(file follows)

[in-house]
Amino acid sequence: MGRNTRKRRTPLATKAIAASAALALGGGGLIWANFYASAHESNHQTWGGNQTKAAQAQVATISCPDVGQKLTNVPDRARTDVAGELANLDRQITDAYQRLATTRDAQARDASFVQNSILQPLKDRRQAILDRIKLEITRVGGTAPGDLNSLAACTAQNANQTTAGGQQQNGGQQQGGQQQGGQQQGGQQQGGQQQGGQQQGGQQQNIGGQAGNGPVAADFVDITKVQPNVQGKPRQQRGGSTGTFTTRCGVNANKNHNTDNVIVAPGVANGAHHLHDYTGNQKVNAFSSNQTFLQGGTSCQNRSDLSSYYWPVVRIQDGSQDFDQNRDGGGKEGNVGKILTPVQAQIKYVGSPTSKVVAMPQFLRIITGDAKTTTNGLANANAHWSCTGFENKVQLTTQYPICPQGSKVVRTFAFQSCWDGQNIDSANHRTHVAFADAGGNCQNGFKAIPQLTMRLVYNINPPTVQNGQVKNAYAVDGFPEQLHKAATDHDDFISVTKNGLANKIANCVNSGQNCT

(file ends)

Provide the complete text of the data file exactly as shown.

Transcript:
[in-house]
Amino acid sequence: MGRNTRKRRTPLATKAIAASAALALGGGGLIWANFYASAHESNHQTWGGNQTKAAQAQVATISCPDVGQKLTNVPDRARTDVAGELANLDRQITDAYQRLATTRDAQARDASFVQNSILQPLKDRRQAILDRIKLEITRVGGTAPGDLNSLAACTAQNANQTTAGGQQQNGGQQQGGQQQGGQQQGGQQQGGQQQGGQQQGGQQQNIGGQAGNGPVAADFVDITKVQPNVQGKPRQQRGGSTGTFTTRCGVNANKNHNTDNVIVAPGVANGAHHLHDYTGNQKVNAFSSNQTFLQGGTSCQNRSDLSSYYWPVVRIQDGSQDFDQNRDGGGKEGNVGKILTPVQAQIKYVGSPTSKVVAMPQFLRIITGDAKTTTNGLANANAHWSCTGFENKVQLTTQYPICPQGSKVVRTFAFQSCWDGQNIDSANHRTHVAFADAGGNCQNGFKAIPQLTMRLVYNINPPTVQNGQVKNAYAVDGFPEQLHKAATDHDDFISVTKNGLANKIANCVNSGQNCT